- If you try to make your dessert healthy, then you will tend to have them more often, and desserts should not be eaten frequently, they are a treat.
There are items in “healthy desserts” that you just shouldn’t be having in abundance – dates have just as much sugar in them as what would be in a normal regular dessert, but people think that they are healthy and they are having them more frequently and then they can’t work out why they aren’t losing weight. Meanwhile they are having balls and bliss balls and raw slices.
Honestly, anything with dates in it, you shouldn’t be having for a snack, yes it’s got fibre and yes it’s got vitamins and minerals but it’s also got tons of sugar…..and sugar is sugar.
If you are going to have dessert, do so full well knowing that you are going to be eating dessert, savour, enjoy this decadent, beautiful food, take your time, look at it, eat it in good company – not while you are watching TV – really enjoy the experience, totally guilt free. Because we know that we are doing it infrequently, we know our diet is good outside of this dessert, we know we’re exercising, fasting, we know we are doing all the right things. So, there is no need to feel guilty.
Number one, leave dessert alone, it is meant to be full of sugar.
Number two, dessert is an infrequent treat to be eaten in good company, not in front of the TV. It is to be savored, enjoyed and it is to be delicious.
Number three, sugar is sugar, there is no such thing as healthy sugar, and if someone tries to tell you otherwise, tell them its bollocks.
NOTE: If you do have a medical condition, such as insulin resistance or diabetes or associated condition, then you do need to consider avoiding dessert until you have that condition under control. So, you will need to look at other options if you do feel like something sweet; perhaps something like fresh berries and cream.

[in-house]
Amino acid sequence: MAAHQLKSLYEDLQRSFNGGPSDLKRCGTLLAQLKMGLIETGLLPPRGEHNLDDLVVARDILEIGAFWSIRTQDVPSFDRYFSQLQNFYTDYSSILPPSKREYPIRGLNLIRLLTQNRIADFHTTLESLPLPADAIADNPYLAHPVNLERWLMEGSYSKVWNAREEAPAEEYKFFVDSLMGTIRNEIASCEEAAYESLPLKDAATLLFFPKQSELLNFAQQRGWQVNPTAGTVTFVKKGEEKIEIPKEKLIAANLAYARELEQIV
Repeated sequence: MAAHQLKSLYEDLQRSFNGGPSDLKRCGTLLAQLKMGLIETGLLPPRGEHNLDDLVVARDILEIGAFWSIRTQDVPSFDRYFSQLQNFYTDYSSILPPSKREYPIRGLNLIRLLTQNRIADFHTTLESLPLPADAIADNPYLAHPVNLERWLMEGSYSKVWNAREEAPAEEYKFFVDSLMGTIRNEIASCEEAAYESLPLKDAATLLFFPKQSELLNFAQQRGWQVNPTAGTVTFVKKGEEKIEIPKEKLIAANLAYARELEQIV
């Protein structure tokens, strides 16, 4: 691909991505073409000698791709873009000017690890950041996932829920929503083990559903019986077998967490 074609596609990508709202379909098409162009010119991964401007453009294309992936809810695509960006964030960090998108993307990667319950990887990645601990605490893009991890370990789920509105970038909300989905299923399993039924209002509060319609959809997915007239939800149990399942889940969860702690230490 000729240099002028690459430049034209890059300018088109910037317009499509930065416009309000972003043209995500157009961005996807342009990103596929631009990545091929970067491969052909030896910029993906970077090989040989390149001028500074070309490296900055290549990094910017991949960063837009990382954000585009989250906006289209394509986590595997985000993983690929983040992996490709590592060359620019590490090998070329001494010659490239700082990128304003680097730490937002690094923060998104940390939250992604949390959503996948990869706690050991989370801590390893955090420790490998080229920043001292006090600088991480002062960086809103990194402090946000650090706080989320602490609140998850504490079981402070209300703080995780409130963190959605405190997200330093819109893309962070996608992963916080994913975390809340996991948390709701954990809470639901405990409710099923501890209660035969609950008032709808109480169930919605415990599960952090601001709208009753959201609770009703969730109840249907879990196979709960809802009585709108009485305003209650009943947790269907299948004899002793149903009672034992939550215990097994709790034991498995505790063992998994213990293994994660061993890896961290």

For people who are otherwise healthy, who might want to lose a bit of weight, but generally just want to be healthy, you don’t need to mess with desserts and make them healthy because at the end of the day we just don’t need to be eating them frequently.
From another perspective; if you are eating cereal for breakfast, that is full of sugar (so you are having dessert for breakfast). If you have a morning snack, say a muesli bar, that is full of sugar (so you are having dessert again). Lunchtime you might have a salad with store-bought dressing, which is high in sugar. Afternoon snack might be a yoghurt, some yoghurts have more sugar in them than ice-cream (dessert anyone?). Then at dinner you might use a packet mix sauce or sauce in a jar, which again is loaded with sugar. Then then you think because you haven’t eaten sugar all day you can have dessert, but really you have been eating sugar ALL DAY. So, when we cut out all the other sugar, by eating unprocessed/unrefined food all day, you can have a little bit of dessert and not feel guilty about it.
If you are eating well all the time, if you are exercising, if you are fasting, if any conditions you have are under control and you are generally healthy, if you are doing all the right things, then yes you can absolutely have dessert as a treat occasionally, and don’t feel guilty about it.